UAW members at Allison Transmission gear up for strike if contract talks don’t progress

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Union workers at the fourth largest manufacturing employer in the Indianapolis area say they’re prepared to go on strike if their demands aren’t met.

The 1,500 members of UAW Local 933 are making plans to walk out at Allison Transmission Inc. if the Speedway-based auto manufacturer, which makes commercial duty automatic transmissions and hybrid propulsion systems, doesn’t meet the union’s demands.

The union is asking the company to eliminate a tiered system of wages that was introduced following a widespread crisis in the U.S. auto industry resulting from the 2008 global recession. They’re also asking for wage increases, cost-of-living adjustments and improved health care and pension plans.

Representatives from Allison Transmission did not respond to IBJ’s requests for comment Tuesday afternoon.

The local chapter released a video Tuesday featuring interviews with UAW workers who expressed frustration at the lack of progress in negotiations.

“We gave up a lot during the recession, and in those years there really hasn’t been a reciprocation of the sacrifices we made during that time,” said Pattie Evans, an electrician at Allison Transmission. “Just like when we lost cost of living, we don’t have any assurance that going forward we’ll be able to keep up with inflation and things like that.”

The members have been working under the terms of a collective bargaining agreement that expired Nov. 15, according to the company. On Nov. 22, the two parties reached a tentative agreement on a new four-year contract, but more than 95% of union members voted to reject it, said George Freeman, bargaining chair for UAW Local 933 at Allison Transmission.

“Allison Transmission failed to listen to us and come to a fair and equitable agreement,” Freeman told IBJ.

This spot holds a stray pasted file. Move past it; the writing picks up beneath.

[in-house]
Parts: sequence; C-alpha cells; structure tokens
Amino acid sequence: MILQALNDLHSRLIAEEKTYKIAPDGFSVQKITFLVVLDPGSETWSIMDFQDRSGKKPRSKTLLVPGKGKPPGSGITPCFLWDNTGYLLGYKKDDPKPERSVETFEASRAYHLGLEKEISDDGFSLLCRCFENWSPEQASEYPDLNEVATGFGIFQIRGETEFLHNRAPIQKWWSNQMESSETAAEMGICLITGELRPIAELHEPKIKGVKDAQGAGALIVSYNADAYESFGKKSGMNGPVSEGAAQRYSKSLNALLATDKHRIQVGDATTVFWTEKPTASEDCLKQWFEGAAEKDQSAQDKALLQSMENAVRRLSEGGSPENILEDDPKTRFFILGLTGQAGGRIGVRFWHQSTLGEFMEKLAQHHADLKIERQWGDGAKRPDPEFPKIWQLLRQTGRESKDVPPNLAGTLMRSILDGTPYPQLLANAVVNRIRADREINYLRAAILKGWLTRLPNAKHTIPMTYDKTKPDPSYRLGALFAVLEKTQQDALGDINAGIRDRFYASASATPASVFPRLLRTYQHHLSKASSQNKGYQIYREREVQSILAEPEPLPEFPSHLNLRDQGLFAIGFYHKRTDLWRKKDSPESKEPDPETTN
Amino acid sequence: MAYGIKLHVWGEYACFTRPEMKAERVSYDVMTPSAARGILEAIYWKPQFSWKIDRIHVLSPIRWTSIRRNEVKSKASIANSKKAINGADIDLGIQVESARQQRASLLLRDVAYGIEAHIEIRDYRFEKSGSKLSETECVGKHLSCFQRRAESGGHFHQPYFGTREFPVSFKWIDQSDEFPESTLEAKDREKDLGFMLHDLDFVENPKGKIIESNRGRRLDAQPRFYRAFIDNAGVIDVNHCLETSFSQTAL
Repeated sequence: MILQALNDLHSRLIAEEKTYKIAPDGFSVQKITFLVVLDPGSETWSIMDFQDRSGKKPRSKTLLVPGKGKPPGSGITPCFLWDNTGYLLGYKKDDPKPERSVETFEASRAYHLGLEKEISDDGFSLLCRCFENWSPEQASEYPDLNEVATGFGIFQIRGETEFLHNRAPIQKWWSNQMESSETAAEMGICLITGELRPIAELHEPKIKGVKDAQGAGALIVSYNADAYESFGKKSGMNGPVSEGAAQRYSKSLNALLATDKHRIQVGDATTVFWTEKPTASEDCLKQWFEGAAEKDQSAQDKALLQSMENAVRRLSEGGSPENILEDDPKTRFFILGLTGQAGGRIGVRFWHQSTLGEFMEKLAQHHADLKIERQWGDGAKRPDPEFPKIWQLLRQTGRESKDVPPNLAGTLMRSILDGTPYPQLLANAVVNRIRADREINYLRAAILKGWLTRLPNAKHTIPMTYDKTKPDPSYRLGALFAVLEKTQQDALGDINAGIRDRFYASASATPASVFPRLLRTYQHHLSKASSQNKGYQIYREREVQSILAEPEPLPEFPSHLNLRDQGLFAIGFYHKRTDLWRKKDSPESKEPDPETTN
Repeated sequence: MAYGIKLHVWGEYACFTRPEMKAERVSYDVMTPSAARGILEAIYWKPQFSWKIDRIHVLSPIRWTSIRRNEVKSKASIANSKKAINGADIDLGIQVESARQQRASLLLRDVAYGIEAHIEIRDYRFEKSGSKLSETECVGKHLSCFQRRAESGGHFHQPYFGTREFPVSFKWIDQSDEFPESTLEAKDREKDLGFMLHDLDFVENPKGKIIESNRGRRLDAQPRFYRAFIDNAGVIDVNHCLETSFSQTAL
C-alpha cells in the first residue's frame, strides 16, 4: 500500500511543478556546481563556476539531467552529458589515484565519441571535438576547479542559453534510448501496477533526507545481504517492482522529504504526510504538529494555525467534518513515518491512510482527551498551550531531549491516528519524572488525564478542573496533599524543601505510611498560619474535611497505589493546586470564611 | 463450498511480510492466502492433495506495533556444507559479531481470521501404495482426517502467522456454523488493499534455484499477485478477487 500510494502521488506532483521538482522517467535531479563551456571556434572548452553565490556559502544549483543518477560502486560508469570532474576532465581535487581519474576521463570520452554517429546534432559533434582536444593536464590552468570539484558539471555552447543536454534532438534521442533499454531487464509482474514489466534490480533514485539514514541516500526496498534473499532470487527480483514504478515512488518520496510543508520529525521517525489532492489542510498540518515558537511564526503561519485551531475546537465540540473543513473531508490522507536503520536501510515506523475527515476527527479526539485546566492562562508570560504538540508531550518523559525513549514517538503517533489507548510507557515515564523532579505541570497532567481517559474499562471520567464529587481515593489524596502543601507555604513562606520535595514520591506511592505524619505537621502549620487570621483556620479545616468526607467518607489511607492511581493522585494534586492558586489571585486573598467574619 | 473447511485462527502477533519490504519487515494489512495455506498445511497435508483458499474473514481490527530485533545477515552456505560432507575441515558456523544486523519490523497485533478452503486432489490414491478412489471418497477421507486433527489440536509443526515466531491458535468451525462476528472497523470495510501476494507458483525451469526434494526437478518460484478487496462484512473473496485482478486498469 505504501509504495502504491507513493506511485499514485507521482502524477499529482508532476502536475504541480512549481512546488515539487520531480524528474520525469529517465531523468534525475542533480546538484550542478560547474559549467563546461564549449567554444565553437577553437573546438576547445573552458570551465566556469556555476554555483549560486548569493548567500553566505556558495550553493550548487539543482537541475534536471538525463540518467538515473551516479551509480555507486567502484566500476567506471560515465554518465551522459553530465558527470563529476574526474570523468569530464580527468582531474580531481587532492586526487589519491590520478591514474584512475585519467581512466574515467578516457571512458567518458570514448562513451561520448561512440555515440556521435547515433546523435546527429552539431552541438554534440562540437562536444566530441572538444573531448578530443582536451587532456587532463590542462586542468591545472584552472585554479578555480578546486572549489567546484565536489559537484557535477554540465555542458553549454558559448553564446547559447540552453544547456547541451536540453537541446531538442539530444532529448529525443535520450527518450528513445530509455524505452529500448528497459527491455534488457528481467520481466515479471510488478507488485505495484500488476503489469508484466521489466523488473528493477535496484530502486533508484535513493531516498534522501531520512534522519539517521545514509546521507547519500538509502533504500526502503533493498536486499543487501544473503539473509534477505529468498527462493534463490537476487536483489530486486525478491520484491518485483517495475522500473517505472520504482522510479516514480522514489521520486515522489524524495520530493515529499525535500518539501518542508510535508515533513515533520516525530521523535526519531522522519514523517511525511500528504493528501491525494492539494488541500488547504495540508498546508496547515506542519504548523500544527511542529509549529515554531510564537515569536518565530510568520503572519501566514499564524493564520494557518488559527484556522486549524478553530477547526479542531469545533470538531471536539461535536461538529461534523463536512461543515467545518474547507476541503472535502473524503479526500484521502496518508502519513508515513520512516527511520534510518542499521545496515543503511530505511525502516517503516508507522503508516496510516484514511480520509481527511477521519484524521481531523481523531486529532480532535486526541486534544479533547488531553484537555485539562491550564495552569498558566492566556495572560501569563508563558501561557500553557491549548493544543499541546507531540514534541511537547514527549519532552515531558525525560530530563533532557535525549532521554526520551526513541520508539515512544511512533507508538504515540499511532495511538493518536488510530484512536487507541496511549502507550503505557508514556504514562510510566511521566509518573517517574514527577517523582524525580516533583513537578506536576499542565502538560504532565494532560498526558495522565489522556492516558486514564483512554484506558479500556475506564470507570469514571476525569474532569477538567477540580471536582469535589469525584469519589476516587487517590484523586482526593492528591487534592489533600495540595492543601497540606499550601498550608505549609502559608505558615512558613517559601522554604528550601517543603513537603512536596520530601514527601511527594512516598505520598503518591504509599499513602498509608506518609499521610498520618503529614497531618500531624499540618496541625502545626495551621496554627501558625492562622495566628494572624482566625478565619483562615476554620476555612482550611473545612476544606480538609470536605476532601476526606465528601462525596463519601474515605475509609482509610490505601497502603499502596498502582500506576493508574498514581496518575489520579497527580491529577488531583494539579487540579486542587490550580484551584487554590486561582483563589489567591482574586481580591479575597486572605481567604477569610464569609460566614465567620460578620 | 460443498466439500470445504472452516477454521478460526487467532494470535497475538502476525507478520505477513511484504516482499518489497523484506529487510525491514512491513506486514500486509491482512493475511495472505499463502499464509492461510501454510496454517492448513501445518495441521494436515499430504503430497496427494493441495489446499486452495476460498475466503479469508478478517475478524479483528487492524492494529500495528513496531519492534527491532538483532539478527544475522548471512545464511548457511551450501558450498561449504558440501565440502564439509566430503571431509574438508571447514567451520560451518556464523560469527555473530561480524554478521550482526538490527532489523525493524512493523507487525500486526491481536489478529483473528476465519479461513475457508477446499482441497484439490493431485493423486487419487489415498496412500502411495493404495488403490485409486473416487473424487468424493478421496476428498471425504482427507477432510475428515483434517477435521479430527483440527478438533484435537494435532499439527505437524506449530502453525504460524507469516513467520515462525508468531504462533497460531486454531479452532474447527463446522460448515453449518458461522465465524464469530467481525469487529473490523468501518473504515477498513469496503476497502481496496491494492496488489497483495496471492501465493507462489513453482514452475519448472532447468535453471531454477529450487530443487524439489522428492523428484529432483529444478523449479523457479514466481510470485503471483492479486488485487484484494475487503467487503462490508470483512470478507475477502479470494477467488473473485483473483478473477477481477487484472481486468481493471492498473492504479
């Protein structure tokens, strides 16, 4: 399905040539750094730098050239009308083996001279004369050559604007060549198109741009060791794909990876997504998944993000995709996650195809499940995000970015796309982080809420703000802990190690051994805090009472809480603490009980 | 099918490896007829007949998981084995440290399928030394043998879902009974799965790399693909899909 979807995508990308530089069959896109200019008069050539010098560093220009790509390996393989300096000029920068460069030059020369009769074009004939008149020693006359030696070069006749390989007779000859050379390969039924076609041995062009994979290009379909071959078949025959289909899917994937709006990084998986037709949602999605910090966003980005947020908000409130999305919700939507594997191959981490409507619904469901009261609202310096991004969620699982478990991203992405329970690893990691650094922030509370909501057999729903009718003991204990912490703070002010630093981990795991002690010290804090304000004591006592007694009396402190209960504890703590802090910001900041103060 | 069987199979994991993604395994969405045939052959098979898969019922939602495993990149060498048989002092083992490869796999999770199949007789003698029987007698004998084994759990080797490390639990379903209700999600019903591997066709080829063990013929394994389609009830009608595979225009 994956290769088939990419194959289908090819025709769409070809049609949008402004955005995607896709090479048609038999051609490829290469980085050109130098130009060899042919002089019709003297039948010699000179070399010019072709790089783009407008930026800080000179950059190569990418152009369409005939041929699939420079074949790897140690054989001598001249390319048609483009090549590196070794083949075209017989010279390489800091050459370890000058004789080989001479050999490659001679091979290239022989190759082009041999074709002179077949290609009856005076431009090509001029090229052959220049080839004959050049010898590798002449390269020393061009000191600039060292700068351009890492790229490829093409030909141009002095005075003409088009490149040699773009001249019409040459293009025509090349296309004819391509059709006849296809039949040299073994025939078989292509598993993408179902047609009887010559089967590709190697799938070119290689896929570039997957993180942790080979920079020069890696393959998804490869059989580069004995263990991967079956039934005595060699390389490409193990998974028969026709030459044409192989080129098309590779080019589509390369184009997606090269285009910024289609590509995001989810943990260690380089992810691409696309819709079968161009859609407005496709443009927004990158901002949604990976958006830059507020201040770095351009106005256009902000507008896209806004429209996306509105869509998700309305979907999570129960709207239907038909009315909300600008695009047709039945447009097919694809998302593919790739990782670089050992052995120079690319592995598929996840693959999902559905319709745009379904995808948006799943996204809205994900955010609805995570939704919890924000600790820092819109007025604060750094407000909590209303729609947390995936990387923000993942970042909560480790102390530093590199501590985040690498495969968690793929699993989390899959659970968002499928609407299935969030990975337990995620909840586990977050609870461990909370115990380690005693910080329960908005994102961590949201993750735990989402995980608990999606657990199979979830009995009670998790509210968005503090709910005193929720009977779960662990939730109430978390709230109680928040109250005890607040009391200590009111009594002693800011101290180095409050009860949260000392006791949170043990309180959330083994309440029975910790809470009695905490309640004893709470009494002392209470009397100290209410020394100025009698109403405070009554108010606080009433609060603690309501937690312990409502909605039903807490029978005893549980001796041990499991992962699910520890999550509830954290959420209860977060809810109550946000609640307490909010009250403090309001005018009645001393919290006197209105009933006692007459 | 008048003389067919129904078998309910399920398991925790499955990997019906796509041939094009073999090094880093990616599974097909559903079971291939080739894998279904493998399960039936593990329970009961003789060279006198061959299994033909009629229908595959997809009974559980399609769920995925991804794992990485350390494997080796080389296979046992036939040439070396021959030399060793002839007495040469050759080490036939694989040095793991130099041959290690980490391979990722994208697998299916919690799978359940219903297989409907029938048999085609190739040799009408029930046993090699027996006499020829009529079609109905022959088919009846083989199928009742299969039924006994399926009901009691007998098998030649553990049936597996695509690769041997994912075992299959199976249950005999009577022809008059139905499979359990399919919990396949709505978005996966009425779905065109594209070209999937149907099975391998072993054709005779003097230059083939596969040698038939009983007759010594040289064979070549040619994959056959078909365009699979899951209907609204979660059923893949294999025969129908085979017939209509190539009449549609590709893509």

Freeman said the union plans to return to the negotiating table Wednesday in hopes of reaching an agreement. They did not give the company a deadline for when they might strike, he said.

Of the company’s 3,500 workers, 3,000 live in Indiana. The company reported earnings of $531 million on $2.8 billion in revenue in 2022, and CEO David Graziosi made $9.3 million in compensation the same year, according to SEC filings.

The plan to strike comes on the heels of major labor wins in 2023. The UAW, under the leadership of Shawn Fain, a union firebrand from Kokomo, organized a strategic strike against the Big Three automakers that resulted in agreements offering huge gains for hourly factory workers as the industry transitions to electric vehicles.

Allison Transmission share were down 2% on Tuesday, to $56.98 per share, and are up 35% over the past year.

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6 thoughts on “UAW members at Allison Transmission gear up for strike if contract talks don’t progress

  1. Hard to blame them, the truly historic generational inflation from Biden is crippling working families. No matter how you cut it, prices go up, wages can’t keep pace with inflation, we become poorer over time.

    1. When the middle class stops getting squeezed out of existence by companies who have money for shareholders but not the workers, who end up needing to run up out credit card bills or work two jobs to make ends meet.

      Blame Biden? This has been coming for decades, especially since 2008. You can blame Biden for pushing it over the top if you’d like. But a lot of workers who took it in the shins in 2008 have said “enough”, and they’ve been sending that message for a long time.

  2. It’s starting to all make sense to me now. I see why these companies were moving to Mexico and other countries. They could pay them whatever, or at the very least very limited in what they paid them. No the borders are open like a flood gate and the illegal immigrants can start to fill these jobs that spoiled entitled Americans have taken for granted. Or the other solution is robotics. Robots dont ask for raises or healthcare and they most certainly dont go on strikes

    1. Sounds like this comment may be coming from an authentic spoiled American who thinks they are entitled.

    2. Earnings of $531 million on $2.8 billion last year, and a 35% increase in share prices YTY, doesn’t suggest this company can’t afford to restore their pre-recession wage structure or pay COLA increases.

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